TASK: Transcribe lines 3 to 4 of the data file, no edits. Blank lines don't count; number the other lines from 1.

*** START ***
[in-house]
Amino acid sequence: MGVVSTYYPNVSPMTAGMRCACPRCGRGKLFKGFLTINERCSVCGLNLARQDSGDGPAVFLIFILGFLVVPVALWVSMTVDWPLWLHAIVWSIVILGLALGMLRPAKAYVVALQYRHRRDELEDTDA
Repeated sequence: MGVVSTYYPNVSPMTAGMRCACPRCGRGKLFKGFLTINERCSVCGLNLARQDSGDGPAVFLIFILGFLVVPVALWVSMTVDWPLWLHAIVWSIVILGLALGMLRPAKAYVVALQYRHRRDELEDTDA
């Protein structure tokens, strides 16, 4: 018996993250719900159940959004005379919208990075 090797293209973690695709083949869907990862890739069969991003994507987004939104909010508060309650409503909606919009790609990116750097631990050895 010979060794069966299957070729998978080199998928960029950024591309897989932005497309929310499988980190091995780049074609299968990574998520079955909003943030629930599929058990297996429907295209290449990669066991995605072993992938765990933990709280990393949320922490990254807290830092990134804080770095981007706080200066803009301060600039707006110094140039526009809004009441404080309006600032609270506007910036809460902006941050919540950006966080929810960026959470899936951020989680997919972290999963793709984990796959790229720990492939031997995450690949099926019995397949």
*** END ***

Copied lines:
Repeated sequence: MGVVSTYYPNVSPMTAGMRCACPRCGRGKLFKGFLTINERCSVCGLNLARQDSGDGPAVFLIFILGFLVVPVALWVSMTVDWPLWLHAIVWSIVILGLALGMLRPAKAYVVALQYRHRRDELEDTDA
């Protein structure tokens, strides 16, 4: 018996993250719900159940959004005379919208990075 090797293209973690695709083949869907990862890739069969991003994507987004939104909010508060309650409503909606919009790609990116750097631990050895 010979060794069966299957070729998978080199998928960029950024591309897989932005497309929310499988980190091995780049074609299968990574998520079955909003943030629930599929058990297996429907295209290449990669066991995605072993992938765990933990709280990393949320922490990254807290830092990134804080770095981007706080200066803009301060600039707006110094140039526009809004009441404080309006600032609270506007910036809460902006941050919540950006966080929810960026959470899936951020989680997919972290999963793709984990796959790229720990492939031997995450690949099926019995397949």